State-Controlled Oil Company of Brazil to Pay Almost $3bn As Settlement for US Class Action over Corruption


Andrés Franchi Ugart [CC BY-SA 3.0] via Wikimedia Commons

Petroleo Brasileiro (Petrobras), the state-controlled oil company of Brazil, has said that it will pay almost $3bn (£2.2bn) as settlement for a US class action that was brought by investors who said that a scandal over corruption affected the value of their investments.

After former executives were alleged of accepting bribes that are worth over $2bn in a period of over a decade, various shareholders sued Petrobras. The company, however, did not admit to any wrongdoing under the deal.

The company has said that it was a victim of the Lava Jato, or the “car wash” operation, which ultimately resulted in the downfall and impeachment of the President Dilma Rousseff.

A judge from the United States must still approve the said settlement.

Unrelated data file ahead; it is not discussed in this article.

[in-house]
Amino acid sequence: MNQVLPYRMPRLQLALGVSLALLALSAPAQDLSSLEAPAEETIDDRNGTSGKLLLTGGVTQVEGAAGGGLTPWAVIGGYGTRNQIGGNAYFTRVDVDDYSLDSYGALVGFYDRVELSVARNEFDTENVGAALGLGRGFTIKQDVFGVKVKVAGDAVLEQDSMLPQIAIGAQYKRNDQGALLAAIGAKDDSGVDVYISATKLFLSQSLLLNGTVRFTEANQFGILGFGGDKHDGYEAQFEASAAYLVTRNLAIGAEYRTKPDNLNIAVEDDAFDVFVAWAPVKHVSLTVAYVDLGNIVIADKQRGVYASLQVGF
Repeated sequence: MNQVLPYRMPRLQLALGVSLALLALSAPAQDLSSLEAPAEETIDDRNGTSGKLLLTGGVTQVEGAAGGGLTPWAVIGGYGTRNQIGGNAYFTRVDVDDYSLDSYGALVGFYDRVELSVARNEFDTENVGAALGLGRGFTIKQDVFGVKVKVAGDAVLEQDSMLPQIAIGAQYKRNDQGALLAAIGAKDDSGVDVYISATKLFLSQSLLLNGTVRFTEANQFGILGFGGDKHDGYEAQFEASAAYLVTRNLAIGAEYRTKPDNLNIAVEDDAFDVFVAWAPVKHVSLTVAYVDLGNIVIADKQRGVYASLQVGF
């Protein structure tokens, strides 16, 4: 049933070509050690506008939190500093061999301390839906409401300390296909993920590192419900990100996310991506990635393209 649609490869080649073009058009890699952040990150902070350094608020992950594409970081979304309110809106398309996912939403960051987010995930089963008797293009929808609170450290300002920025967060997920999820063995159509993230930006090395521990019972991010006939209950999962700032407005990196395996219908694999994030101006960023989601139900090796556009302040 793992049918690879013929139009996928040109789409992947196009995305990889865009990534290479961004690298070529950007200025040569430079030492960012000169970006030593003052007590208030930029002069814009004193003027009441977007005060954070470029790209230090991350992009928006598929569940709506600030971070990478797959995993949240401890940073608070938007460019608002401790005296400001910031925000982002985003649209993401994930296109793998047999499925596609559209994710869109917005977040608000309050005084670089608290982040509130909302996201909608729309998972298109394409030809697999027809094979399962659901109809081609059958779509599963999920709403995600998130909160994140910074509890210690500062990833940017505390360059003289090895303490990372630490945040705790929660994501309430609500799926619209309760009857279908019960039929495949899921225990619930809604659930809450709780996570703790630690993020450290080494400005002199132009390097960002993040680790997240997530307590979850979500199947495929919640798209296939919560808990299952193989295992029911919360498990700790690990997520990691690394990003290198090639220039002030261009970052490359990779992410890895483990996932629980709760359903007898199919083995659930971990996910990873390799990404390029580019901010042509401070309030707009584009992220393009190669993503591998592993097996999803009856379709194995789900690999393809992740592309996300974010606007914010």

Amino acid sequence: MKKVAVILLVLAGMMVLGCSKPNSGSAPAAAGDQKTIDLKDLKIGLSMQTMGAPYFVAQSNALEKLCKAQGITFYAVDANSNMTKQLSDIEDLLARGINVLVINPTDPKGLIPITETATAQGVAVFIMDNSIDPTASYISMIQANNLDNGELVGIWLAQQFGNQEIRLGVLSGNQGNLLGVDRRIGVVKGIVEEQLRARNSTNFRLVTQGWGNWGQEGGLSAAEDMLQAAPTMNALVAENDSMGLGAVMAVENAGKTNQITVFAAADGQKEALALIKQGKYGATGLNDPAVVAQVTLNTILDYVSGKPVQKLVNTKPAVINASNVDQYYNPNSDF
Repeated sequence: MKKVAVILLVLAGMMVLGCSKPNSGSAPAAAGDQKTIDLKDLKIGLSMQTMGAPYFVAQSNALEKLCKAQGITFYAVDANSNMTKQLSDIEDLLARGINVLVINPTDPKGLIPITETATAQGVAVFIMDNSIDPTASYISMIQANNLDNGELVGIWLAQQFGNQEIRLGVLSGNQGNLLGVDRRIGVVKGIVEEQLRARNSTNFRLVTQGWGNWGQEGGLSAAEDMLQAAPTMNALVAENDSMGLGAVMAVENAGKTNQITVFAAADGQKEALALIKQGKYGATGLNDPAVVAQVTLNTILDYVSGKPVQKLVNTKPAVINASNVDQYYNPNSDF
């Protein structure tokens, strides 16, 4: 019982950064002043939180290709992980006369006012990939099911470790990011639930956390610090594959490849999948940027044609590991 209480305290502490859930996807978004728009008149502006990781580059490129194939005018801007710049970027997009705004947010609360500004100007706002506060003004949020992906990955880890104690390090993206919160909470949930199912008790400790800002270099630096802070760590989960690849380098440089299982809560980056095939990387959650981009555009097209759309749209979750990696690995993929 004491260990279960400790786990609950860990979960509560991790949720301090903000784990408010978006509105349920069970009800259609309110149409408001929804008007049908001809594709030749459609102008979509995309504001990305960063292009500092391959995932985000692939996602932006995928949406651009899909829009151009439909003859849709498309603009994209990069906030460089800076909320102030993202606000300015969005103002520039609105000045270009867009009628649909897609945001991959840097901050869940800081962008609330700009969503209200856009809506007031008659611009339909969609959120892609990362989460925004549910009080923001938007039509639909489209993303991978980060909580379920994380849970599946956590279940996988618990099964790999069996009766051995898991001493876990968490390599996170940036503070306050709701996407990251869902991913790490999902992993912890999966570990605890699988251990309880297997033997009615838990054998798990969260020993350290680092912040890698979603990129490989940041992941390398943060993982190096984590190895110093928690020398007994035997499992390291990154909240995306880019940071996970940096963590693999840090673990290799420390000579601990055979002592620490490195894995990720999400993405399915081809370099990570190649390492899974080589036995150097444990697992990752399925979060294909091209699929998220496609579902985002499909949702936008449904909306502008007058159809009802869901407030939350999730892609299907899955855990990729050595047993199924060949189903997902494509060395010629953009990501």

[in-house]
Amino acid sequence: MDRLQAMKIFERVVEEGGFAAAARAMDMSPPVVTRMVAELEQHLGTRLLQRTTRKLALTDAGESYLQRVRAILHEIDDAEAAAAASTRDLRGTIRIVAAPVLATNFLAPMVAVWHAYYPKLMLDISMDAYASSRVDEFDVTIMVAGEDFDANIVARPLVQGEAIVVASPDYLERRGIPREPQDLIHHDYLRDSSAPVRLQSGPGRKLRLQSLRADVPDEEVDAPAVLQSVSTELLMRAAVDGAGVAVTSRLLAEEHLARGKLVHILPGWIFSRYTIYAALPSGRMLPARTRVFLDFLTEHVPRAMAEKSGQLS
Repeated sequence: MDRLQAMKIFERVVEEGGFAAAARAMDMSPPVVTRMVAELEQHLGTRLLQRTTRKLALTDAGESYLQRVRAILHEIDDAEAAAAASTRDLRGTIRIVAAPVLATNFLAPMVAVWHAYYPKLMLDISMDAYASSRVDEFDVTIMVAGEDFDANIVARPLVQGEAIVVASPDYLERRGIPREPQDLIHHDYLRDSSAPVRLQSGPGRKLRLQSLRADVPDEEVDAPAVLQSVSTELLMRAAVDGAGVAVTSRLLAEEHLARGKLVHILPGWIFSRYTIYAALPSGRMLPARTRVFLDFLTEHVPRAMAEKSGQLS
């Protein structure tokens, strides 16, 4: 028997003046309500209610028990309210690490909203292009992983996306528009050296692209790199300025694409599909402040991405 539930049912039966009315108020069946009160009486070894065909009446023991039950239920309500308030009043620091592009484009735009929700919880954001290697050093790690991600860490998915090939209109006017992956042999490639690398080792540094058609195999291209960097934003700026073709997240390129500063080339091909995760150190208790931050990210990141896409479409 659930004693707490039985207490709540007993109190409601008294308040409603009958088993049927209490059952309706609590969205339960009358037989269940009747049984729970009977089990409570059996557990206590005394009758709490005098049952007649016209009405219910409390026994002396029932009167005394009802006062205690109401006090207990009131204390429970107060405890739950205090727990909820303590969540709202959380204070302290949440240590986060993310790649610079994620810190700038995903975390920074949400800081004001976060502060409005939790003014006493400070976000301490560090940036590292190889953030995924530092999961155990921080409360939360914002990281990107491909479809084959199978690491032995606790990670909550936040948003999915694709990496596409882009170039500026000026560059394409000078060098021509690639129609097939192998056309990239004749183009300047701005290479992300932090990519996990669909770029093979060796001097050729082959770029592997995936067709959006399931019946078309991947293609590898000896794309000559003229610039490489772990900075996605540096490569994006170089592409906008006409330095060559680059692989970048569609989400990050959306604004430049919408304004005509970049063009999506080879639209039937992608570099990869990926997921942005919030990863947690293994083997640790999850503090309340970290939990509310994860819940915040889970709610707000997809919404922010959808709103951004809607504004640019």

Today, the company said: “The agreement, which is subject to approval by the court, is intended to resolve all pending and prospective claims by purchasers of Petrobras securities in the United States and by purchasers of Petrobras securities that are listed for trading in the United States.

“It eliminates the risk of an adverse judgment which, as Petrobras has previously reported, could have a material adverse effect on the company and its financial situation, and puts an end to the uncertainties, burdens and costs of protracted litigation.”

Petrobras said that it would pay the $2.95bn in two instalments of $983m and a last instalment amounting to $984m.

The company said that it had already recovered 1.475bn Brazilian reais, or around £336m, in restitution.

Petrobras said that it would “continue to pursue all available legal remedies from culpable companies and individuals.”

The deal arrived a few days after the securities regulator of Brazil formally accused eight former executives of Petrobras of corruption, including former Petrobras chief executives Jose Sergio Gabrielli and Maria das Gracas Foster.